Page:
Low seroprevalence of COVID-19 in Lao PDR, late 2020

Siriphone Virachith*, Virginie Pommelet, Elodie Calvez, Vilaysone Khounvisith, Somphou Sayasone, Sengchanh Kounnavong, Mayfong Maxay, Phonepadith Xangsayarath, Sarah Temmam, Marc Eloit, Nicolas Escriou, Thierry Rose, Khamsing Vongphayloth, Judith M. Hübschen, Vincent Lacoste, Somphavanh Somlor, Darouny Phonekeo, Paul T. Brey, Antony P. Black*

*Corresponding author for this work

Research output: Contribution to journalArticleResearchpeer-review

12 Citations (Scopus)

Abstract

Background: In 2020 Lao PDR had low reported COVID-19 cases but it was unclear whether this masked silent transmission. A seroprevalence study was done August - September 2020 to determine SARS-CoV-2 exposure. Methods: Participants were from the general community (n=2433) or healthcare workers (n=666) in five provinces and bat/wildlife contacts (n=74) were from Vientiane province. ELISAs detected anti- SARS-CoV-2 Nucleoprotein (N; n=3173 tested) and Spike (S; n=1417 tested) antibodies. Double-positive samples were checked by IgM/IgG rapid tests. Controls were confirmed COVID-19 cases (n=15) and pre-COVID-19 samples (n=265). Seroprevalence for the general community was weighted to account for complex survey sample design, age and sex. Findings: In pre-COVID-19 samples, 5·3%, [95% CI=3·1-8·7%] were anti-N antibody single-positive and 1·1% [0·3-3·5%] were anti-S antibody single positive. None were double positive. Anti-N and anti-S antibodies were detected in 5·2% [4·2-6·5%] and 2·1% [1·1-3·9%] of the general community, 2·0% [1·1-3·3%] and 1·4% [0·5-3·7%] of healthcare workers and 20·3% [12·6-31·0%] and 6·8% [2·8-15·3%] of bat/wildlife contacts. 0·1% [0·02-0·3%] were double positive for anti-N and anti-S antibodies (rapid test negative). Interpretation: We find no evidence for significant SARS-CoV-2 circulation in Lao PDR before September 2020. This likely results from early decisive measures taken by the government, social behavior, and low population density. High anti-N /low anti-S seroprevalence in bat/wildlife contacts may indicate exposure to cross-reactive animal coronaviruses with threat of emerging novel viruses. Funding: Agence Française de Développement. Additional; Institut Pasteur du Laos, Institute Pasteur, Paris and Luxembourg Ministry of Foreign and European Affairs (“PaReCIDS II”).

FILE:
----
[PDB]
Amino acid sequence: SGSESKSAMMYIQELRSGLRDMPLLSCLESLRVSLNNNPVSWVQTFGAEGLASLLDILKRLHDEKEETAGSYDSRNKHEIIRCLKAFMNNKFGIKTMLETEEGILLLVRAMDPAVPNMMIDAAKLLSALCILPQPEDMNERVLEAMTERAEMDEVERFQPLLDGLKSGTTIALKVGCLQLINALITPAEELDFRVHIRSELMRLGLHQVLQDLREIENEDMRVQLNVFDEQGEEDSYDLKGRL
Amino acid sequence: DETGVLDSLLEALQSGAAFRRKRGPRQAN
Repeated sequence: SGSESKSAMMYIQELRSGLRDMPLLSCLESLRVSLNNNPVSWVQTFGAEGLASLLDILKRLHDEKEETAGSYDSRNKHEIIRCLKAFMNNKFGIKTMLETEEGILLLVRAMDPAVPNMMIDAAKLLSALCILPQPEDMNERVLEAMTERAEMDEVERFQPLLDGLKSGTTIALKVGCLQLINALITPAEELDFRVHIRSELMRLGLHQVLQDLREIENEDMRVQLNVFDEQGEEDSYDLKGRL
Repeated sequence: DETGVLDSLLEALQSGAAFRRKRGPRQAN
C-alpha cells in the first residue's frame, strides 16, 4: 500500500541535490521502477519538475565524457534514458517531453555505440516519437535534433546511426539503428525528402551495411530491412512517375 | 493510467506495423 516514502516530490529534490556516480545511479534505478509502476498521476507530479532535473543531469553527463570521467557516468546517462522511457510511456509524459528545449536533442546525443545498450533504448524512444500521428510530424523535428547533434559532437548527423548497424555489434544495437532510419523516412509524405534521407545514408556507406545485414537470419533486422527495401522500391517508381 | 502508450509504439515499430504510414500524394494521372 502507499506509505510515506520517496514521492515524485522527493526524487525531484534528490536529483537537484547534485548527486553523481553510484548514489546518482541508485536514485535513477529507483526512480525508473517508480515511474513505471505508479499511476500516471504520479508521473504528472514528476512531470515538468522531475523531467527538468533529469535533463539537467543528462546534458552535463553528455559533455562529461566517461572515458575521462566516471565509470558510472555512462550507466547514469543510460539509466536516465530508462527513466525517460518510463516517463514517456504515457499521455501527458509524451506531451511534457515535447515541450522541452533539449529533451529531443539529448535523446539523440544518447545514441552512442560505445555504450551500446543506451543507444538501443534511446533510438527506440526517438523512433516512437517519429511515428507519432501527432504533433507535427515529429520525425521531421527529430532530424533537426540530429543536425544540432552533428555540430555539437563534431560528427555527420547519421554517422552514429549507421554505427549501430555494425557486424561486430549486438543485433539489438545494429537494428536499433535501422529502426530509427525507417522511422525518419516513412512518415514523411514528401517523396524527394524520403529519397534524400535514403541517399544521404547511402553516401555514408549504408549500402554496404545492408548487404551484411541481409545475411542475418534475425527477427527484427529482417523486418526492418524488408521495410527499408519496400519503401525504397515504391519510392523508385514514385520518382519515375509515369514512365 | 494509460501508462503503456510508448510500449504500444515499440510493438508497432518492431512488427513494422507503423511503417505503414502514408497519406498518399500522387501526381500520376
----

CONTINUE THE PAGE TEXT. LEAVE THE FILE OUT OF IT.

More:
Original languageEnglish
Article number100197
Pages (from-to)100197
JournalThe Lancet Regional Health - Western Pacific
Volume13
DOIs
Publication statusPublished - Aug 2021

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